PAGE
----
Is Gov. Cuomo looking to gain complete control of the MTA, or trying to prove he shouldn’t have it?
By all accounts, the agency is moving ahead with Cuomo’s new plan for fixing the L-train tunnel. That’s a clear sign the gov already controls it, since Tuesday’s meeting of the board was a near-nonstop session of independent-of-Cuomo members expressing serious doubts about the shift.
This, after the gov has spent the last two weeks blindsiding and/or publicly dumping on the people he himself has put in charge of the agency.
First, he dropped his new L-repair plan in a press conference, surprising (for example) New York City Transit chief Andy Byford, who told reporters just hours before the event that he had no idea what was coming.
Even now, Byford says he’s working with outside experts to confirm that Cuomo’s plan will work safely and well. He hopes to know before the Jan. 24 board meeting that’s to feature an actual vote on the shift.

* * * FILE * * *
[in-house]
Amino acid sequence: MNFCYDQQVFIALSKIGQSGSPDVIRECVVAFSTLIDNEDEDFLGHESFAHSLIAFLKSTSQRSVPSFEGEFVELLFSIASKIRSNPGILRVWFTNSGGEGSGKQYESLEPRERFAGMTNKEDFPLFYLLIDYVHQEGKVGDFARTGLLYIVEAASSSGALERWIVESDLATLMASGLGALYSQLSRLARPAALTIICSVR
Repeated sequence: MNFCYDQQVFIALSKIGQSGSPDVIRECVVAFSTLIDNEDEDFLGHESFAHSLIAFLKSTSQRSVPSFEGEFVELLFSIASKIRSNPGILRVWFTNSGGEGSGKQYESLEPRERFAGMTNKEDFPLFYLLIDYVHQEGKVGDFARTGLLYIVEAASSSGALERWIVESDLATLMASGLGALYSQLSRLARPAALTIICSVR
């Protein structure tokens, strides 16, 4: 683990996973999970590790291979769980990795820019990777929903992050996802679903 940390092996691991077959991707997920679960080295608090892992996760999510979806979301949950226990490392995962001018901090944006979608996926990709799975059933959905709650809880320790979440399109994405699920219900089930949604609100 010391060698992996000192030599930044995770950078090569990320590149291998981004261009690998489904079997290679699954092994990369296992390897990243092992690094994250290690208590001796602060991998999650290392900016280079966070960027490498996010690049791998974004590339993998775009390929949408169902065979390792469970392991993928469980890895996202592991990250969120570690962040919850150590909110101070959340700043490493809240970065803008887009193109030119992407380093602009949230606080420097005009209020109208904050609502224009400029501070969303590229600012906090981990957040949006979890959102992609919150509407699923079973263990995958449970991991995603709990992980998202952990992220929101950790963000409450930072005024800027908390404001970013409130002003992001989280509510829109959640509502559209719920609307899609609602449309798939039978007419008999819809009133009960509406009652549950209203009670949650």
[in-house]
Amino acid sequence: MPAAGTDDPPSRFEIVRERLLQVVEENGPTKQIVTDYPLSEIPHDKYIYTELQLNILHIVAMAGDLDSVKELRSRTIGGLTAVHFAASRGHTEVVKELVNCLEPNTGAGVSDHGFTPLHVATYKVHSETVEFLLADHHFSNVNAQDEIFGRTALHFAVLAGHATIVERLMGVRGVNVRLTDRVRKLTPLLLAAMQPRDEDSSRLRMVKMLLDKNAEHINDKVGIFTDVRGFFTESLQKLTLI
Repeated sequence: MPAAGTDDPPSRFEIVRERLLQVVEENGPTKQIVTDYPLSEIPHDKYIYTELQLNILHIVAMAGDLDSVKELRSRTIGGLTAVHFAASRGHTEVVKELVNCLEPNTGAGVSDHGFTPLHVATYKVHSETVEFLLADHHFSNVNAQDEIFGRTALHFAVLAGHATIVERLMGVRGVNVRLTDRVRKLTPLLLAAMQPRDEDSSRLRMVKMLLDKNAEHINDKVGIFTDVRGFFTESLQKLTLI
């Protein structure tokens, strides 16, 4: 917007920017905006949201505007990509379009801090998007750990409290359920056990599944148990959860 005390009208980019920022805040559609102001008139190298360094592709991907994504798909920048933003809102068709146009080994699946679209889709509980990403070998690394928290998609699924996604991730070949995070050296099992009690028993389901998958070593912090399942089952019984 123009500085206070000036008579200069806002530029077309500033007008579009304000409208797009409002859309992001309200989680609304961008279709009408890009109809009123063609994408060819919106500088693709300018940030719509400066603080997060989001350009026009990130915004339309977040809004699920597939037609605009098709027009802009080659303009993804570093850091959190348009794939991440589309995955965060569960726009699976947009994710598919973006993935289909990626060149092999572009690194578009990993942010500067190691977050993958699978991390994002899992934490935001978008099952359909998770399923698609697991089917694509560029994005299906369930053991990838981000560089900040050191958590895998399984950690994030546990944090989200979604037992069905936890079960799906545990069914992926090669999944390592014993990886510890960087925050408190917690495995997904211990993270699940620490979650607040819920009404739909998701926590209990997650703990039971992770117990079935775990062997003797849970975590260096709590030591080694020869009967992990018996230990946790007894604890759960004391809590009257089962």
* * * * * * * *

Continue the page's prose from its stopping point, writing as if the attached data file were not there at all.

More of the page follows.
The public would feel a lot more confident if the vetting had been done before any public announcements. Did the gov just feel compelled to win instant headlines?
Since then, he’s intoned about a “transportation-industrial complex” that really controls the agency and slammed the MTA for failing to think outside the box. The medicine it really needs, he says: “Blow it up.”
Then, too, he bragged in his State of the State Address about the $8 billion in new capital funding he’s provided the MTA. Yet, as Politico reports, his actual budget documents talk of freezing $7 billion of that until the Legislature agrees to his (still utterly vague) plan to reform the agency, and to impose new “congestion pricing” fees on city drivers.
The gov has long hinted at MTA reform: “There’s no doubt that we have to make changes at the MTA and significant organizational changes,” he told The Post last year. By now, he should be able to give details.
Sorry: His talk of “consolidation” as the cure sounds like utter snake oil, like vowing to balance the federal budget by eliminating “waste, fraud and abuse.”
The L-train switch may yet prove a brilliant move, and MTA reform could be productive. But Cuomo’s doing a rotten job of selling his ideas.
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